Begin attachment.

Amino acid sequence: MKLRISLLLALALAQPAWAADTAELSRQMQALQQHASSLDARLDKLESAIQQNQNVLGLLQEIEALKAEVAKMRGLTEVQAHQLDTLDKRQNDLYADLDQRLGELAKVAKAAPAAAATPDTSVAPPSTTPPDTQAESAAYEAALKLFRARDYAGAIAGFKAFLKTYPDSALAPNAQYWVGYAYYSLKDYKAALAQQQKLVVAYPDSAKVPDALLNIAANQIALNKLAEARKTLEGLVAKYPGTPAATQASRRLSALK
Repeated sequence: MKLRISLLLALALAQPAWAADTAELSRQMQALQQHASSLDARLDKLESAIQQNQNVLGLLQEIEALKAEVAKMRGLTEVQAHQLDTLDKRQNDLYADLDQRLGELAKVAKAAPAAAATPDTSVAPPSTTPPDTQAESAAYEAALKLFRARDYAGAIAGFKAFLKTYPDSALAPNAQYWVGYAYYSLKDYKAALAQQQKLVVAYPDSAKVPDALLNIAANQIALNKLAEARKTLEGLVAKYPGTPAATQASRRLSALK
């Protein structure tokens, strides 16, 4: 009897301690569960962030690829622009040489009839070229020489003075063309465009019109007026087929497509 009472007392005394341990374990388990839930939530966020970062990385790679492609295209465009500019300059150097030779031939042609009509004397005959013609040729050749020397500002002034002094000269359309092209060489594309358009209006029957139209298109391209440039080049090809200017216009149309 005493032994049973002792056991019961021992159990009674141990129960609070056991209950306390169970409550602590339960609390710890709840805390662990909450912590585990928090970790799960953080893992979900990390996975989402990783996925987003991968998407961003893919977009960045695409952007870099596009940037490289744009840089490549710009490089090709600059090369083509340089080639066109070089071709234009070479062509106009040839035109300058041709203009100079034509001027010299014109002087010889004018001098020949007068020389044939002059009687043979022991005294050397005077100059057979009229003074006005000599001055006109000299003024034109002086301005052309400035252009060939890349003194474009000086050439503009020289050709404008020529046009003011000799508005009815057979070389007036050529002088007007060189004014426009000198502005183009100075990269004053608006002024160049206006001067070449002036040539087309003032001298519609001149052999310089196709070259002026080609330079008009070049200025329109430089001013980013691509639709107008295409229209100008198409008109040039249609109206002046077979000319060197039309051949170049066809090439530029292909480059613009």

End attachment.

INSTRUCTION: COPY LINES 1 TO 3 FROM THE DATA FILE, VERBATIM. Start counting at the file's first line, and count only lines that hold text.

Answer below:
Amino acid sequence: MKLRISLLLALALAQPAWAADTAELSRQMQALQQHASSLDARLDKLESAIQQNQNVLGLLQEIEALKAEVAKMRGLTEVQAHQLDTLDKRQNDLYADLDQRLGELAKVAKAAPAAAATPDTSVAPPSTTPPDTQAESAAYEAALKLFRARDYAGAIAGFKAFLKTYPDSALAPNAQYWVGYAYYSLKDYKAALAQQQKLVVAYPDSAKVPDALLNIAANQIALNKLAEARKTLEGLVAKYPGTPAATQASRRLSALK
Repeated sequence: MKLRISLLLALALAQPAWAADTAELSRQMQALQQHASSLDARLDKLESAIQQNQNVLGLLQEIEALKAEVAKMRGLTEVQAHQLDTLDKRQNDLYADLDQRLGELAKVAKAAPAAAATPDTSVAPPSTTPPDTQAESAAYEAALKLFRARDYAGAIAGFKAFLKTYPDSALAPNAQYWVGYAYYSLKDYKAALAQQQKLVVAYPDSAKVPDALLNIAANQIALNKLAEARKTLEGLVAKYPGTPAATQASRRLSALK
């Protein structure tokens, strides 16, 4: 009897301690569960962030690829622009040489009839070229020489003075063309465009019109007026087929497509 009472007392005394341990374990388990839930939530966020970062990385790679492609295209465009500019300059150097030779031939042609009509004397005959013609040729050749020397500002002034002094000269359309092209060489594309358009209006029957139209298109391209440039080049090809200017216009149309 005493032994049973002792056991019961021992159990009674141990129960609070056991209950306390169970409550602590339960609390710890709840805390662990909450912590585990928090970790799960953080893992979900990390996975989402990783996925987003991968998407961003893919977009960045695409952007870099596009940037490289744009840089490549710009490089090709600059090369083509340089080639066109070089071709234009070479062509106009040839035109300058041709203009100079034509001027010299014109002087010889004018001098020949007068020389044939002059009687043979022991005294050397005077100059057979009229003074006005000599001055006109000299003024034109002086301005052309400035252009060939890349003194474009000086050439503009020289050709404008020529046009003011000799508005009815057979070389007036050529002088007007060189004014426009000198502005183009100075990269004053608006002024160049206006001067070449002036040539087309003032001298519609001149052999310089196709070259002026080609330079008009070049200025329109430089001013980013691509639709107008295409229209100008198409008109040039249609109206002046077979000319060197039309051949170049066809090439530029292909480059613009």